There was a plethora of news and op-eds about recent Israeli approval of housing projects in and around Jerusalem. After we schooled the main stream media about their slanderous reporting on E-1, it’s time to deal with the others.
Ramat Shlomo was built in the 1990’s, on a JNF forest that demarcated the outline of the Jordanian occupation of the Jerusalem hinterland. The new housing project in the neighborhood is planned on the southern slope of the hill, on a sliver of land locked between the current buildings and a major highway.
Needless to say, this expansion of some 1500 housing units is not only inside Jerusalem municipal lines, it doesn’t encroach on any field or pasture.
And as a prelude to the errors to come, this is the image the BBC used to portray Ramat Shlomo. That isn’t Ramat Shlomo, but Ramot, which eastern edge can be seen in the previous image. Per BBC, it’s all the same, just like Nottingham and Birmingham, both are inghams.
Literally hill of the air-plane, where on June 6, 1967, an IAF plane was shot down by occupying Jordanian forces. It is located on the southern edges of Jerusalem, and is currently the site of caravan houses for Ethiopian immigrants, and has long since been on the planning board.
This is how clueless Harriet Sherwood reported it:
Givat Hamatos, across the pre-1967 Green Line between southern Jerusalem and Bethlehem, will be the first new discrete settlement created since 1997. Critics say it will become part of a chain of settlements in the area, further impeding access between the two biblical cities.
European diplomats in Jerusalem have warned that the construction of Givat Hamatos is a “game-changer” which could destroy the chance of a viable Palestinian state with East Jerusalem as its capital. A diplomatic source said the approval of the new settlement was “a devastating development for all those who believe in a two-state solution”.
Sherwood and others clearly didn’t even open a map to see where it is. If they did, they would’ve seen that: A) the access between Jerusalem and Bethlehem will not be changed, and B) that the area is in no means an empty desert (unlike E-1), and that the division between Jews and Arabs in it, are already a fact on the ground, never mind any future development.
As you can see in the above map, courtesy of B’Tselem, Giv’at Hamatos is engulfed by the Arab neighborhood of Beit Safafa from the north, west and south, while on the east, there’s road 60 – the millennia old path between the cities, and Kibbutz Ramat Rachel. The 500 meter gap between Beit Safafa and Ramat Rachel, were the main road passes through, also houses the southern public transport hub of the Jerusalem metropolitan area.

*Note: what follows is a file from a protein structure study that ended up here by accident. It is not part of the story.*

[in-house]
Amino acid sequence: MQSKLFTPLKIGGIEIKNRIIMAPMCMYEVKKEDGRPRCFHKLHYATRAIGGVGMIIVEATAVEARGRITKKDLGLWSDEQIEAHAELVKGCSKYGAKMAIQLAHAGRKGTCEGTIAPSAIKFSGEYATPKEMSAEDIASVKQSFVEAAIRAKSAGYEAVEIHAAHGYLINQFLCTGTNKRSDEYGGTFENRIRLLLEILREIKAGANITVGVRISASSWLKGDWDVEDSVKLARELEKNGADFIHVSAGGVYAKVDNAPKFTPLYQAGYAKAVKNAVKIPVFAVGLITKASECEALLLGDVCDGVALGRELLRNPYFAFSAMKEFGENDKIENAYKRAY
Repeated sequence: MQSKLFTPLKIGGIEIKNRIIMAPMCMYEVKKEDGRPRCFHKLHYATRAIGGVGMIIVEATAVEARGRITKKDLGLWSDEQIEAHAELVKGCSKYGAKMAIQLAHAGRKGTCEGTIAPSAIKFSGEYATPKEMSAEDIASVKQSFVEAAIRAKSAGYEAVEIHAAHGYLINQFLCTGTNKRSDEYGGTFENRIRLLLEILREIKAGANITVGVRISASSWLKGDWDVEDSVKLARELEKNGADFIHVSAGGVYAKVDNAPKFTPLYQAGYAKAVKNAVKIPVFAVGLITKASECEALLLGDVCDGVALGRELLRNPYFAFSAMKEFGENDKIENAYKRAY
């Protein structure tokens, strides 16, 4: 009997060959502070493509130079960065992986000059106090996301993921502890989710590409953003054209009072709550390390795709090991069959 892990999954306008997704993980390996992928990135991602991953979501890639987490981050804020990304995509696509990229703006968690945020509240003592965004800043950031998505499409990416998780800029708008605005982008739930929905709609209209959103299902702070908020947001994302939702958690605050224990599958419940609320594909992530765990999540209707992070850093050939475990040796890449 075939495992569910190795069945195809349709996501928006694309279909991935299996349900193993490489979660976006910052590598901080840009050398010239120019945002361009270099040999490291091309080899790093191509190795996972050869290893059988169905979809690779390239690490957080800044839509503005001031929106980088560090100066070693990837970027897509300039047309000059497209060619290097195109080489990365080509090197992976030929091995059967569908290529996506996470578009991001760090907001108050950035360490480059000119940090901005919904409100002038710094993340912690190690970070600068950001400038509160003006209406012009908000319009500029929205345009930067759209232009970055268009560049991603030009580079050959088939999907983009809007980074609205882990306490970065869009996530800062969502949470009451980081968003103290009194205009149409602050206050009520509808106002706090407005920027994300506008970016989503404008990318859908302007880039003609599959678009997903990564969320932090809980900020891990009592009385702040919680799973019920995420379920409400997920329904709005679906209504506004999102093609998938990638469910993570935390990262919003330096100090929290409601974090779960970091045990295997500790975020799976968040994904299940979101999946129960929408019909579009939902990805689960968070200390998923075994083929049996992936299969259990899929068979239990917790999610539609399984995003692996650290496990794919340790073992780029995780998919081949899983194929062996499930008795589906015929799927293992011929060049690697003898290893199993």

So in the current state of affairs, it’s in no way a “game-changer” that threatens the viability if a future Palestinian state. But build 2600 apartments, with some 600 intended as an expansion of Beit Safafa that doesn’t change anything that doesn’t already exist, and all of a sudden you have a powder keg. The planned expansion is roughly 0.3 Km2, making it 0.004% of their intended state. It’s not about the viability of it, it’s about Jerusalem.
B’Tselem and BBC fail Geography
I saw the aforementioned failed BBC article a few days ago, but didn’t have time to write about it. What struck me more, apart for the wrong picture, was the inclusion of The Hebrew University Mount Scopus campus in the settlement blocs.
The BBC simply erased the Israeli exclave that existed there during the Jordanian occupation between 1948 to 1967, and relabelled the university campus and Hadassah hospital, two renowned institutions there since the early 20th century.
Serendipity has its ways, and Jessica Montell of B’Tselem tweeted their online map:
Where exactly did Israel just approve 2,600 new homes? See Giv’at Hamatos on B’Tselem’s interactive map: btselem.org/map?title_op=c…
— J Montell, B’Tselem (@JessicaMontell) December 19, 2012
This interactive map has the exact same layers as the BBC, including university and hospital as settlement, but does indeed demarcate the Israeli exclave on mount Scopus.
I can assume, that just like the EU clerk misused the intersection tool, so too did the group or company responsible for the BBC’s and B’Tselem’s geographic data.
Old City of Jerusalem
Another one of those “settlements” listed in the BBC’s and B’Tselem’s maps is the Jewish quarter in old Jerusalem.
Yes, that’s right, per B’Tselem and BBC, the millennia old Jewish presence in Jerusalem is but a footnote to the 19 years of Jordanian apartheid and ethnic cleansing of Jews from Jerusalem.
Update: I pointed out the Mt. Scopus error to Jessica Montell last week, and today as well, and she promised it’s being corrected. We’ll wait and see.
— J Montell, B’Tselem (@JessicaMontell) December 29, 2012
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